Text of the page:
• Economic principles underlie the overall structure of the software lifecycle, and its primary refinements of prototyping, incremental development, and advancemanship. The primary economic driver of the life-cycle structure is the significantly increasing cost of making a software change or fixing a software problem, as a function of the phase in which the change or fix is made.
    • p. 4

A spiral model of software development and enhancement. (1988)[edit]

Boehm, Barry W. "A spiral model of software development and enhancement." Computer 21.5 (1988): 61-72.

  • “Stop the life cycle-I want to get off!”
“Life-cycle Concept Considered Harmful.”
“The waterfall model is dead.”
“No, it isn’t, but it should be.”
These statements exemplify the current debate about software life-cycle process models. The topic has recently received a great deal of attention.
  • p. 61
  • The spiral model presented in this article is one candidate for improving the software process model situation. The major distinguishing feature of the spiral model is that it creates a risk-driven approach to the software process rather than a primarily document-driven or code-driven process. It incorporates many of the strengths of other models and resolves many of their difficulties.
    • p. 61
  • The Code-and-Fix Model. The basic model used in the earliest days of software development contained two steps:
1. Write some code.
2. Fix the problems in the code.
Thus, the order of the steps was to do some coding first and to think about the requirements, design, test, and maintenance later. This model has three primary difficulties: (a) After a number of fixes, the code became so poorly structured that subsequent fixes were very expensive. This underscored the need for a design phase prior to coding. (b) Frequently, even well designed software was such a poor match to users' needs that it was either rejected outright or expensively redevelopment...
  • p. 61-62
  • The stagewise and waterfall models. As early as 1956, experience on large software systems such as the Semi-Automated Ground Environment (SAGE) had led to the recognition of these problems and to the development of a stagewise model to address them.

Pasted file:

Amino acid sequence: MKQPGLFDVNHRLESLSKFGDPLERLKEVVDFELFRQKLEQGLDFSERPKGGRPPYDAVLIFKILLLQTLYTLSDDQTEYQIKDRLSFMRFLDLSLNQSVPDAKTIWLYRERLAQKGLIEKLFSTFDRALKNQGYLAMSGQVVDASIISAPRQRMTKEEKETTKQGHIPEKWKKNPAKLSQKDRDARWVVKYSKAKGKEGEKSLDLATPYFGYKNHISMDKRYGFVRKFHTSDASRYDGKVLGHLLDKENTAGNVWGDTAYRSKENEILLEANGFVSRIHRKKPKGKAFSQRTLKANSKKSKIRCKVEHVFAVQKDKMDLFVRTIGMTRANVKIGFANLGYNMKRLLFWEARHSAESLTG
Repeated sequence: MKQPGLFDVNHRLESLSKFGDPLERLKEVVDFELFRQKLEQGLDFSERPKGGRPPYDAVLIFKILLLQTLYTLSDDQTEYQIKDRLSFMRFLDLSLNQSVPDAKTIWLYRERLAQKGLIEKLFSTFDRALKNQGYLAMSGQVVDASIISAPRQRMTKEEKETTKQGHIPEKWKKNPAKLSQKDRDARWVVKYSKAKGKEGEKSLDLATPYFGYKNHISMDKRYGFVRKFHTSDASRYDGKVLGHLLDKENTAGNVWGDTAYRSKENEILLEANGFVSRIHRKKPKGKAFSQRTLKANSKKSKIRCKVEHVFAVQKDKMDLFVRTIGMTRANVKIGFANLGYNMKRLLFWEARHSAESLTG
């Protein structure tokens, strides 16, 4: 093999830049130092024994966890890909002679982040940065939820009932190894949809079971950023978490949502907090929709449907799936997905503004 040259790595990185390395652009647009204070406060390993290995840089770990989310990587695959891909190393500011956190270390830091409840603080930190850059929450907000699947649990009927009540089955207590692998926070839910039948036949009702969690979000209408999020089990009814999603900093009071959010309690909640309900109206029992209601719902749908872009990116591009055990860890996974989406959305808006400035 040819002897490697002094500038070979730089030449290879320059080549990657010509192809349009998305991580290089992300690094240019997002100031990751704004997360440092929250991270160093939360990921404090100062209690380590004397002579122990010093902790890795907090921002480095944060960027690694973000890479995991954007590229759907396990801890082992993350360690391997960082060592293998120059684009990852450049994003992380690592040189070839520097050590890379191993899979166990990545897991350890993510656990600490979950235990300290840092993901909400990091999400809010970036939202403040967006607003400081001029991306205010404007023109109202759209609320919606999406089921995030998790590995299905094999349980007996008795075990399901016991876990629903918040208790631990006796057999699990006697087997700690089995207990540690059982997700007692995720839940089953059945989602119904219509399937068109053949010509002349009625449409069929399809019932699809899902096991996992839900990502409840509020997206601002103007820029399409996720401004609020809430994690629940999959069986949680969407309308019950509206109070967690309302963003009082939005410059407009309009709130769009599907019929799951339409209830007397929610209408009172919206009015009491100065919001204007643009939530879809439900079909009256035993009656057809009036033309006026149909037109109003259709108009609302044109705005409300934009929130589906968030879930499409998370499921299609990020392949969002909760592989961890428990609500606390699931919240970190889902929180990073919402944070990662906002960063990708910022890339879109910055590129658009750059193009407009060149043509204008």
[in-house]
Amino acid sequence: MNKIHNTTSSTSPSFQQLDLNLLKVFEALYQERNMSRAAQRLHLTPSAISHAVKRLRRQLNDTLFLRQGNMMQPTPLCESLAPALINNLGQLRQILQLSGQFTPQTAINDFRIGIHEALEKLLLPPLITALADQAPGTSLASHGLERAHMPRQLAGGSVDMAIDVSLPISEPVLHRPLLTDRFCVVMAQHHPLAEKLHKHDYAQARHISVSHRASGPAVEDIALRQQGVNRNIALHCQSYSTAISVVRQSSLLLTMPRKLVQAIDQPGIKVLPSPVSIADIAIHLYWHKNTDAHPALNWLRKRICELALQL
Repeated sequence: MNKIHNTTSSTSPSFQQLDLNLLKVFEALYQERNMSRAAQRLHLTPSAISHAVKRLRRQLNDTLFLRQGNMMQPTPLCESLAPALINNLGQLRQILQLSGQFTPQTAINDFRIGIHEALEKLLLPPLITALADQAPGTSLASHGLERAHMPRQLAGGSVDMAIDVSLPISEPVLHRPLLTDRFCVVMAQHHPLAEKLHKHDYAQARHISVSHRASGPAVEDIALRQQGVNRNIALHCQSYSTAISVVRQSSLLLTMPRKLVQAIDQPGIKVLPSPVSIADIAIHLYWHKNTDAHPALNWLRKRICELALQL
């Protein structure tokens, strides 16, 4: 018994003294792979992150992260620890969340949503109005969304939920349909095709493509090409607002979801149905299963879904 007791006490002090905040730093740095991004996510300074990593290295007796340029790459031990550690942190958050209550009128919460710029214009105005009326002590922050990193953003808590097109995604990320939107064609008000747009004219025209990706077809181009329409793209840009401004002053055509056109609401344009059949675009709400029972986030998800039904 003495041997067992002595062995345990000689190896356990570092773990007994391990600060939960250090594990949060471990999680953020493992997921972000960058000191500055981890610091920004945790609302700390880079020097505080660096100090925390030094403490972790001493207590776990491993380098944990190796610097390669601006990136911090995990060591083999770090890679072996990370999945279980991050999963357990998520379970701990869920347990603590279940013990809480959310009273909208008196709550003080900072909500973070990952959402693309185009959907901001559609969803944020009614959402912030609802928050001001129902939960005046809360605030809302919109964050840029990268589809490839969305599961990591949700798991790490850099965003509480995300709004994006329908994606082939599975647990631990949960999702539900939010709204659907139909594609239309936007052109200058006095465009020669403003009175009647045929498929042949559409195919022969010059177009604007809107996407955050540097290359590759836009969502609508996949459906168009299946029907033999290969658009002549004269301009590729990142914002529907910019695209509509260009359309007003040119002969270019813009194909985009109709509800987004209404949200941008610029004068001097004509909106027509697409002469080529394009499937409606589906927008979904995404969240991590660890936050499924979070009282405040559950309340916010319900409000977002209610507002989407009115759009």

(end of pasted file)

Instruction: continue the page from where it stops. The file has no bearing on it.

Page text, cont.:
• p. 63

Software risk management: principles and practices (1991)[edit]

Boehm, Barry W. "Software risk management: principles and practices." Software, IEEE 8.1 (1991): 32-41.

  • Like many fields in their early stages, the software field has had its share of project disasters: the software equivalents of Beauvais Cathedral, the S.S. Titanic, and the "Galloping Gertie" Tacoma Narrows Bridge. The frequency of these disaster projects is a serious concern: a recent survey of 600 firms indicated that 35% of them had at least one "runaway' software project.
    • p. 32
  • Most post-mortems of these software disaster projects have indicated that their problems would have been avoided or strongly reduced if there had been an explicit early concern with identifying and resolving their high-risk elements. Frequently, these projects were swept along by a tide of optimistic enthusiasm during their early phases, which caused them to miss some clear signals of high risk issues which proved to be the project's downfall later.
    Enthusiasm for new software capabilities is a good thing. But it needs to be tempered with a concern for early identification and resolution of a project's high-risk elements, so that people can get these resolved early and then focus their enthusiasm and energy on the positive aspects of their software product.
    • p. 32

Software Cost Estimation with Cocomo II with Cdrom (2000)[edit]

Boehm, Barry W., Ray Madachy, and Bert Steece. Software Cost Estimation with Cocomo II with Cdrom. Prentice Hall PTR, 2000.

  • Success in all types of organization depends increasingly on the development of customized software solutions, yet more than half of software projects now in the works will exceed both their schedules and their budgets by more than 50%.
    • Abstract.

External links[edit]